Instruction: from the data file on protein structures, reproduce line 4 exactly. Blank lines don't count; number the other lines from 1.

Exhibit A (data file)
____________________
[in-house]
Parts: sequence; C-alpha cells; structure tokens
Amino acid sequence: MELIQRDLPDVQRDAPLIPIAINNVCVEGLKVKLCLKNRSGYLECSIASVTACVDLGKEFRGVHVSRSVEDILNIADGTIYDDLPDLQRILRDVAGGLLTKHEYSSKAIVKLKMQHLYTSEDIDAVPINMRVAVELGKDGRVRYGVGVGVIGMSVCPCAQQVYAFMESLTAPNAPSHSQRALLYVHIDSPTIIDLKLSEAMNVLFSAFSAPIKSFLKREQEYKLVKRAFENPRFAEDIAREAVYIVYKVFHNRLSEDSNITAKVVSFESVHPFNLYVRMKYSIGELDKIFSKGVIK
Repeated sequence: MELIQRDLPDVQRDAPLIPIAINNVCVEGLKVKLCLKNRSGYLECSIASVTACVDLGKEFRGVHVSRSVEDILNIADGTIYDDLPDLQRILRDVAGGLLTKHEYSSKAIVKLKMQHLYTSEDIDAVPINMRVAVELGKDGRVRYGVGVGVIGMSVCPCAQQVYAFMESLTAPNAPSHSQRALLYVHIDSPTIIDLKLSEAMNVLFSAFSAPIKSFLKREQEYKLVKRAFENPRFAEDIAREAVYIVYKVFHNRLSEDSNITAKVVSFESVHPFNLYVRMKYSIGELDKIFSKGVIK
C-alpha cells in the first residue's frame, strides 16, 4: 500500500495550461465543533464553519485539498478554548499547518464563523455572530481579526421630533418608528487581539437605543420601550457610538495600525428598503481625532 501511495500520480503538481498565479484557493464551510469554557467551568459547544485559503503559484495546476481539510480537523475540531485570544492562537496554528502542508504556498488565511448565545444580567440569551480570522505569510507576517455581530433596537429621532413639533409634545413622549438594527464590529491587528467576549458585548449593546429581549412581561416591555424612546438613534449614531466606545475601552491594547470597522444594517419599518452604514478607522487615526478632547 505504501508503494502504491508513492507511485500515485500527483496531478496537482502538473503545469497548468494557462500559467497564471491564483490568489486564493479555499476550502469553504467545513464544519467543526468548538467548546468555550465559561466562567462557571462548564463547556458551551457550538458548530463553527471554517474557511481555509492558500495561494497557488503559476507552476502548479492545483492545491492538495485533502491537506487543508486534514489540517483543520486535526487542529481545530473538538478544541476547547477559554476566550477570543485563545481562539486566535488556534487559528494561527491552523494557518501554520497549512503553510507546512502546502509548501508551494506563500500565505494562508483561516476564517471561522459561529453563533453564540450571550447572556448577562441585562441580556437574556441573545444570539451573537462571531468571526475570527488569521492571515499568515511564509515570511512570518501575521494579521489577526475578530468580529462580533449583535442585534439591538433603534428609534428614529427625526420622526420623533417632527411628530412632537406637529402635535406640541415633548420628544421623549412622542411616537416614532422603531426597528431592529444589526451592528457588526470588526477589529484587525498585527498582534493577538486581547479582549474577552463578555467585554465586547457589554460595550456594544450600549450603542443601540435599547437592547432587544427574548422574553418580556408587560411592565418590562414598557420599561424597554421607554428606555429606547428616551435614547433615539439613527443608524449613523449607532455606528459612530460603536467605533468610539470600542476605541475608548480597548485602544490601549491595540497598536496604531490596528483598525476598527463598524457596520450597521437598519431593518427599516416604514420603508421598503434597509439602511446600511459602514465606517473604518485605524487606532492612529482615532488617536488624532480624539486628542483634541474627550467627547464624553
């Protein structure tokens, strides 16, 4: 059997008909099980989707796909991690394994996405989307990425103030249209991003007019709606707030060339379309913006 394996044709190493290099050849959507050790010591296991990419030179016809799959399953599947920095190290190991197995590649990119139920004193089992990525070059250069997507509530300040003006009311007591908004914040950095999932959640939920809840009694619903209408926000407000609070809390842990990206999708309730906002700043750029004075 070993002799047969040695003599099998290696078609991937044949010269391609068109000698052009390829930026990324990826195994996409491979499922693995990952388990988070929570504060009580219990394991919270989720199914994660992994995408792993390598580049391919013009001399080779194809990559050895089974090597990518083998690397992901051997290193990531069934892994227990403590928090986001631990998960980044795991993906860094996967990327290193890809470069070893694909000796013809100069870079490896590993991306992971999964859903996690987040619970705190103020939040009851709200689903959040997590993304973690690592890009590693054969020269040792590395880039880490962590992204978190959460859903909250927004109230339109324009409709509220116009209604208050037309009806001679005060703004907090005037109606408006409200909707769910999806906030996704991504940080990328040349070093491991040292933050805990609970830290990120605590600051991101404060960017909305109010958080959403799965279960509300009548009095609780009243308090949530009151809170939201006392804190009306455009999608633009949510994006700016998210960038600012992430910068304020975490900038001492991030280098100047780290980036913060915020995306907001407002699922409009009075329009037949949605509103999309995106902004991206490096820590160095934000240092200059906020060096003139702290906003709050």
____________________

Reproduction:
Repeated sequence: MELIQRDLPDVQRDAPLIPIAINNVCVEGLKVKLCLKNRSGYLECSIASVTACVDLGKEFRGVHVSRSVEDILNIADGTIYDDLPDLQRILRDVAGGLLTKHEYSSKAIVKLKMQHLYTSEDIDAVPINMRVAVELGKDGRVRYGVGVGVIGMSVCPCAQQVYAFMESLTAPNAPSHSQRALLYVHIDSPTIIDLKLSEAMNVLFSAFSAPIKSFLKREQEYKLVKRAFENPRFAEDIAREAVYIVYKVFHNRLSEDSNITAKVVSFESVHPFNLYVRMKYSIGELDKIFSKGVIK